Use of Opioid Pain Meds During Pregnancy Raises Birth Defect Risk

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Maternal use of prescription opioid pain relievers during early pregnancy or just prior to conception has been linked to an increased risk of birth defects. According to a new U.S. government report, expectant mothers who take painkillers such as codeine, hydrocodone or oxycodone (Oxycontin) put their newborns at greater risk of certain birth defects. The details of the report can be found in the American Journal of Obstetrics & Gynecology.

According to the U.S. Centers for Disease Control and Prevention (CDC), the report is based on an ongoing population study of the use of the synthetic narcotics having opiate-like activities among women one month prior to their becoming pregnant or during the early stages of pregnancy. Findings of the study have indicated an association between use of the drugs and a modest risk of congenital heart defects, as well as a heightened risk for spina bifida, hydrocephaly, congenital glaucoma and gastroschisis.

In a news release, CDC Director Dr. Thomas R. Frieden cautioned, “Women who are pregnant, or thinking about becoming pregnant, should know there are risks associated with using prescription painkillers.” He then warned that these women “should only take medications that are essential, in consultation with their health care provider.”

The analysis was based on the National Birth Defects Prevention Study (1997 to 2005) including data gathered from across 10 states. CDC researchers found that between 2 percent and 3 percent of mothers queried took prescription opioid pain relievers either just prior to becoming pregnant or early in their pregnancy. (No evaluation of illicit use of the drugs was assessed). Among these women, the risk of their newborn having a serious heart defect known as hypoplastic left heart syndrome was nearly twice that of women who did not receive these drugs.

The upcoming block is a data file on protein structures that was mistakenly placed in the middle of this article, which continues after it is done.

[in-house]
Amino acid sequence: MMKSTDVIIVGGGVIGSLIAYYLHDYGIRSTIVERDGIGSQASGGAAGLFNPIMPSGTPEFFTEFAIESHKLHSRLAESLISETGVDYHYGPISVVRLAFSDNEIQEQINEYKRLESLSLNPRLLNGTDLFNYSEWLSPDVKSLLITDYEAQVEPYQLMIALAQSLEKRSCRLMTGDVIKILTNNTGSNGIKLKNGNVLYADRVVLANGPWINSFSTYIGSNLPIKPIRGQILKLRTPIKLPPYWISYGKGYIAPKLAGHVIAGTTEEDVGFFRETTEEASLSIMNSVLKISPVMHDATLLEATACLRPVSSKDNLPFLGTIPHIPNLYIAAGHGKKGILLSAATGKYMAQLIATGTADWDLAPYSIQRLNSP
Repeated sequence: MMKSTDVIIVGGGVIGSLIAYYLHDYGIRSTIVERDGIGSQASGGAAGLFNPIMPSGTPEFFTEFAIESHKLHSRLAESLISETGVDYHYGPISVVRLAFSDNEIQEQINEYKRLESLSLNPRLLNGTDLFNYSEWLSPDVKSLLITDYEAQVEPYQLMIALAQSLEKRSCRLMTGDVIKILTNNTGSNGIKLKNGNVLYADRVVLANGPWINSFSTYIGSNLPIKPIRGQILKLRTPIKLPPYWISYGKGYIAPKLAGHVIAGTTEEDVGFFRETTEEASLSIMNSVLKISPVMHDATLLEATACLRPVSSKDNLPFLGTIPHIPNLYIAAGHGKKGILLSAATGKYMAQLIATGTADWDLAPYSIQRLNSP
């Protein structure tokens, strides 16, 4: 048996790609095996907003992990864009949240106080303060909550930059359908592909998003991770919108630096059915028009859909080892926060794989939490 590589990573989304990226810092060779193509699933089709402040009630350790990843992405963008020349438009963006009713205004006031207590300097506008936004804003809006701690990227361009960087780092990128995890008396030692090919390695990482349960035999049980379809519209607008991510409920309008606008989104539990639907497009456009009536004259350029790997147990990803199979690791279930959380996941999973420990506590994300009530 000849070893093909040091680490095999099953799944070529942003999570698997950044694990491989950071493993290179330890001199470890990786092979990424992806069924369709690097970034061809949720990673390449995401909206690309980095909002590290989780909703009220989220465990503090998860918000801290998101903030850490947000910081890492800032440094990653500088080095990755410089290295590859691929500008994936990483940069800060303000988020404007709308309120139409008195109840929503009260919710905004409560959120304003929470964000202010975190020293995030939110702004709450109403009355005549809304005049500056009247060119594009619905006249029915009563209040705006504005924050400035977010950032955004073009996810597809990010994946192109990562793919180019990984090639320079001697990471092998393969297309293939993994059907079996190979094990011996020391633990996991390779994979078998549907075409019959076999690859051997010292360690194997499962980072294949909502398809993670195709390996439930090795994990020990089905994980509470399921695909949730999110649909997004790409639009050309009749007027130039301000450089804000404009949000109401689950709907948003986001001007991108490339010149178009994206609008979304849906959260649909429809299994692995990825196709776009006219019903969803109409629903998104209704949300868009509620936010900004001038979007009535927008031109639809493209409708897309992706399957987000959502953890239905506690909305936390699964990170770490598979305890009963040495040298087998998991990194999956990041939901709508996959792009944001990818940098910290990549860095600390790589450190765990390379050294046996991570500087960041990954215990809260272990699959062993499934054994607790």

The risks are affected by factors such as the amount of medication taken, whether other medications are taken in addition to the opioid drugs, at what stage of pregnancy the drugs are taken, and other health conditions of the mother-to-be. In addition, the report authors pointed out that the risks associated with the opioid drug use in any one pregnancy remains small.

According to lead author Cheryl S. Broussard, of the CDC's National Center on Birth Defects and Developmental Disabilities, “It’s important to acknowledge that although there is an increased risk for some types of major birth defects from an exposure to opioid analgesics, that absolute risk for any individual woman is relatively modest.” She added, “However, with very serious and life-threatening birth defects like hypoplastic left heart syndrome, the prevention of even a small number of cases is very important,” and also advised that women who are pregnant or planning to become pregnant talk to their doctor prior to taking any medication.

Congenital heart defects are among the most common types of birth defects, affecting almost 40,000 infants in the U.S. annually, and claiming the lives of many infants during their first year. Those who survive often require countless surgeries and lengthy hospitalizations, as well as a lifetime of treatment for disabilities related to the condition.

Making healthy choices for your own body provides your best chance for a healthy pregnancy. There are alternatives to prescription medications for many of the ailments that accompany becoming a mother-to-be including aches, pains and morning sickness. In addition, eating a healthy diet and getting a sufficient amount of exercise can keep you and baby both in balance.
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